So the OMAR and MR3MC capabilities are being filled by two conventional vessels? I've just read an article you wrote a year ago regarding Argus and Diligence and you talk about the capabilties offered by super FLO-FLO barges currently used by the US Navy capable of carrying a Type 45, Type 23 or Type 26 aswell as up to 4 Minesweepers or even MHPC vessels! Not to mention recovering and bringing home critically damaged or grounded submarines! The article is fascinating and you stated the 41,000 tonne vessels come as cheap as 100 million a ship which is increadibly cheap when compareing it to its capabilities. All year round sailing, the ability to deploy OMAR stationary barges, Hospital barges and even an entire organised Assault force seems very attractive!ReplyDelete
Going back to that article and looking at this one, would the three proposed MARS SSS's which are intended to replace replenishment ships contradict the role of the FLO-FLO's or is the MARS SSS programme completely different? Are you saying that sticking with the MARS SSS is a good thing but to replace Argus and Diligance we sholud look at large FLO-FLO vessels instead of conventional RFA ships like the OMAR and MR3MC concepts in this article? Your articles fill my mind with ideas regarding the best deal for the navy and I would love to know where you still stand on this issue! In conclusion, are you saying the best thing the Navy should do is procure the 3 MARS SSS vessels that provide additional capability to the vessels they replace (Fort Class') by adding the additional aviation, (take over the role of Argus) load carrying, troop and vessel supporting and deploying capabilities of Albion for example? But as an alternative to Argus and Diligance, procure two civilian built FLO-FLO vessels capable of deploying a Hospital barge, an OMAR barge and when not deplying a barge carry additional troops, equipment or even carry a damaged vessel home? Please get back to me as I love this idea!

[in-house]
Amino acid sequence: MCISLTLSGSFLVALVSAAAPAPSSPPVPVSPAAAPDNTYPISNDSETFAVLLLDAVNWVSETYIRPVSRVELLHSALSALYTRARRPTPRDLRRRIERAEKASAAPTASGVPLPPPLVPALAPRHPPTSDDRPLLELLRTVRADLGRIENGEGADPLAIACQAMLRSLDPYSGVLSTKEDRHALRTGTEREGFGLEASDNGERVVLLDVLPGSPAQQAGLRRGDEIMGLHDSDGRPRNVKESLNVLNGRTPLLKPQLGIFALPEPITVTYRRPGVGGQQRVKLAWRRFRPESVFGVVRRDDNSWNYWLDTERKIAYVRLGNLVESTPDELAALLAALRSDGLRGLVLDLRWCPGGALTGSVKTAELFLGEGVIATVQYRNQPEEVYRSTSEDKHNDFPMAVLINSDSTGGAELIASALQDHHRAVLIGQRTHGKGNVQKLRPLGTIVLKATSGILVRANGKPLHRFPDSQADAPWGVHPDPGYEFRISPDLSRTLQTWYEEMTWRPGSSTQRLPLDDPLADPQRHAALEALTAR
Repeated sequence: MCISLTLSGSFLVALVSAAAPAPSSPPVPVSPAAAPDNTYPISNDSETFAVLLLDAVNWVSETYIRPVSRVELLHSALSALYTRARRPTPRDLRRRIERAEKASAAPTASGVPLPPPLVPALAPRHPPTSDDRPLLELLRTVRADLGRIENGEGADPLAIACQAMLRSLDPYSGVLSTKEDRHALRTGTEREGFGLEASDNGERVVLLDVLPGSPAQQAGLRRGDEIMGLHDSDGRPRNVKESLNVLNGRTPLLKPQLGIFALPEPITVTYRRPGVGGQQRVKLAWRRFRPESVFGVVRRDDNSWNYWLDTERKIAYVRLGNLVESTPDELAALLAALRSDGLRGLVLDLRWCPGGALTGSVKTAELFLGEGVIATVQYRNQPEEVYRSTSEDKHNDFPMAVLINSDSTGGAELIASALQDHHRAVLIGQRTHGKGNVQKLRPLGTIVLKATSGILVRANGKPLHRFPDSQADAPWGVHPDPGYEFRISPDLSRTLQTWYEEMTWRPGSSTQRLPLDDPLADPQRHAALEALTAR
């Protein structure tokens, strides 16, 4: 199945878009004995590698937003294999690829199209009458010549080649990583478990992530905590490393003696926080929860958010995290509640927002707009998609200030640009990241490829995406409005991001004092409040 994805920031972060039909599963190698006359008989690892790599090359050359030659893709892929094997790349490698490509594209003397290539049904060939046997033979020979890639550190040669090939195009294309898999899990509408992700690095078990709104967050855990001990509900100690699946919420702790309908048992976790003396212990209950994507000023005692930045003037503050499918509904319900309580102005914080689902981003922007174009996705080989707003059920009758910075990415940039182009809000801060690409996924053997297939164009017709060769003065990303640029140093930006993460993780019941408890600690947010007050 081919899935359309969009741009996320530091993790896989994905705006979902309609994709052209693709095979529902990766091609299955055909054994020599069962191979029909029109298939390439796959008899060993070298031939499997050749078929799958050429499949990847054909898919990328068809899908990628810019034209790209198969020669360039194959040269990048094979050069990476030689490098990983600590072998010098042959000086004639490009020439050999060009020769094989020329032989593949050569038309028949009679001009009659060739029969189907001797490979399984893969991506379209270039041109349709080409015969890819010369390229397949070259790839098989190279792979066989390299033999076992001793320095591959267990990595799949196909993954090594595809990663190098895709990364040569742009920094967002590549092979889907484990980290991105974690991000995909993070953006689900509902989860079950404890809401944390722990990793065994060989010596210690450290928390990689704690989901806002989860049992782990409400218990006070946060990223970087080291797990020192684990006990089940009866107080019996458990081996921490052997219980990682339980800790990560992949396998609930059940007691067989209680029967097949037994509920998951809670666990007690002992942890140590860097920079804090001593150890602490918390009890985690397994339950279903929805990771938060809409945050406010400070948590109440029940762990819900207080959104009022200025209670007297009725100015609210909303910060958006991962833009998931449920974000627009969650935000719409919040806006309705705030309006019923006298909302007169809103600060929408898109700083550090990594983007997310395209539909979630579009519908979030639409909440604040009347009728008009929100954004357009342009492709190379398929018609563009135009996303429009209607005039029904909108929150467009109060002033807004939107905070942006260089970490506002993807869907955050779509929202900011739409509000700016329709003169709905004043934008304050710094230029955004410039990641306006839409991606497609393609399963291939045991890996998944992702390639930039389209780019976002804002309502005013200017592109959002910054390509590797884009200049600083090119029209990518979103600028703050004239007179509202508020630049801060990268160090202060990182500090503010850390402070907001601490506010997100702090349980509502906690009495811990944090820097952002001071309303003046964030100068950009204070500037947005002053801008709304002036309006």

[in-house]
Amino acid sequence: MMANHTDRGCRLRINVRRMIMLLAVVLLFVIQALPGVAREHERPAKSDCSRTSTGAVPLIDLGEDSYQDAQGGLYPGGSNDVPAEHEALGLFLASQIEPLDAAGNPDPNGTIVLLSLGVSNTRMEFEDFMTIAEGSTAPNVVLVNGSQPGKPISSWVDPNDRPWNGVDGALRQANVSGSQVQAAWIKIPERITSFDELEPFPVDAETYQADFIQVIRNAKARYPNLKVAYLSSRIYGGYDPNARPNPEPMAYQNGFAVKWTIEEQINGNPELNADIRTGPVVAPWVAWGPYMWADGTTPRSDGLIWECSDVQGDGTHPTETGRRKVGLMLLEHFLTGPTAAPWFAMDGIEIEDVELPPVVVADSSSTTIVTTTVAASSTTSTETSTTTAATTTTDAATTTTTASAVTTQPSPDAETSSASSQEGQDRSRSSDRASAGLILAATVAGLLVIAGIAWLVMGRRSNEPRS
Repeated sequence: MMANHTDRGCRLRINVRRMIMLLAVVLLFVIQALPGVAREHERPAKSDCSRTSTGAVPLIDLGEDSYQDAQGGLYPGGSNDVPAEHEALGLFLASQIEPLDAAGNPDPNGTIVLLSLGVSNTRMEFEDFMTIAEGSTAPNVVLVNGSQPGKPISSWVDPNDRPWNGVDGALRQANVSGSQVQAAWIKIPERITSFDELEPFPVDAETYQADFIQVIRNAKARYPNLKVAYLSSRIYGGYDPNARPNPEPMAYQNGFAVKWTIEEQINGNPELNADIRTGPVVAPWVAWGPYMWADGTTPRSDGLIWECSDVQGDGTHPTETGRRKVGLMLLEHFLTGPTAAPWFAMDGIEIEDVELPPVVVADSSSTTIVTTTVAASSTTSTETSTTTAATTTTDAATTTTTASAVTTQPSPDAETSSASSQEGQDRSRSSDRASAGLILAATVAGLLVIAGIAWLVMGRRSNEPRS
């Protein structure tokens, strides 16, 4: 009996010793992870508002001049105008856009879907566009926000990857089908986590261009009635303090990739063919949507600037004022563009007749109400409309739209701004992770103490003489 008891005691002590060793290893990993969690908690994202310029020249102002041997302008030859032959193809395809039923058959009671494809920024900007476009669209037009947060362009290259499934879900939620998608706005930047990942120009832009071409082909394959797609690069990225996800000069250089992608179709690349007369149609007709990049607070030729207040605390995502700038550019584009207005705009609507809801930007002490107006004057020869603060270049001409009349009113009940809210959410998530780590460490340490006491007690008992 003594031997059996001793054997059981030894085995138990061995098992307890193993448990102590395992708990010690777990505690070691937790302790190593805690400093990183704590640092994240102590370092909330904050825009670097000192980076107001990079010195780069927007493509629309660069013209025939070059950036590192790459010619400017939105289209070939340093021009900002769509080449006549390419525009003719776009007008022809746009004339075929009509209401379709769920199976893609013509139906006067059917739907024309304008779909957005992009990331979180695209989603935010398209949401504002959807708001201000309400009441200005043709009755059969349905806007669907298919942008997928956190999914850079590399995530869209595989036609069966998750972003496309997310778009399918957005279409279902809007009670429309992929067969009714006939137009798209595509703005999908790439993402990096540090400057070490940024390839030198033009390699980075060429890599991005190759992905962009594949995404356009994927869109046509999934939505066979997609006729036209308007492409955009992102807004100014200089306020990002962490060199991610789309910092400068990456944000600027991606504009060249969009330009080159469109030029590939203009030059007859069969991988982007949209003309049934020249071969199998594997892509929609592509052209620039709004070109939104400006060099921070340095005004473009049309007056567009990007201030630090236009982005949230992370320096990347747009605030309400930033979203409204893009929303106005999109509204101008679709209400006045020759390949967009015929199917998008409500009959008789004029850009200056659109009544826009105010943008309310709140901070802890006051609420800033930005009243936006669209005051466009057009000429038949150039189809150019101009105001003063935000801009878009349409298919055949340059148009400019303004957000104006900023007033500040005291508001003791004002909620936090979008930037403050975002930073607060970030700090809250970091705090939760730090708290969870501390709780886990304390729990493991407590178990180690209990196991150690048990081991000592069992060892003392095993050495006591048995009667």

MARS SSS's mission is to replenish ships at sea with food, spares and weapons and they must be able to embark, shelter and support several helicopters, which are also part of the replenisher role as they lift stores from the SSS to the ship being resupplied.Delete
In addition, they are meant to support troops ashore, especially after the loss of any hope of getting a separate ship type for this job.
So, yes, in my opinion MARS SSS should have a well dock and some cargo/vehicle deck space to better meet the needs to deliver support to troops ashore.
As for Argus and Diligence's replacements, it is not clear what the current approach is, and for many more years they will continue to be in service as they are now.
But if i could decide how to meet the Argus and Diligence requirements, it would be with a couple of large FLO-FLO hulls with a Joint Sea Base barge (with hospital, as shown in that article you remember so well) and another barge with ship-repair workshops.
The barge could easily be strategically sized so to be readily embarkable on FLO-FLO ships available on the civilian market, so that the Navy could, in time of need, phone Dockwise and charter one of their own FLO-FLOs.
The OMAR concept as Barge on FLO-FLO was well liked by the Navy a few years ago, but as i said lack of money meant life-extension for Diligence and delay to the rest.
The Joint Sea Base barge is an idea of mine, developed on technology and concepts already well demonstrated by the US Marines.
Very glad you read and appreciated that article, it is an important one, but never got much attention.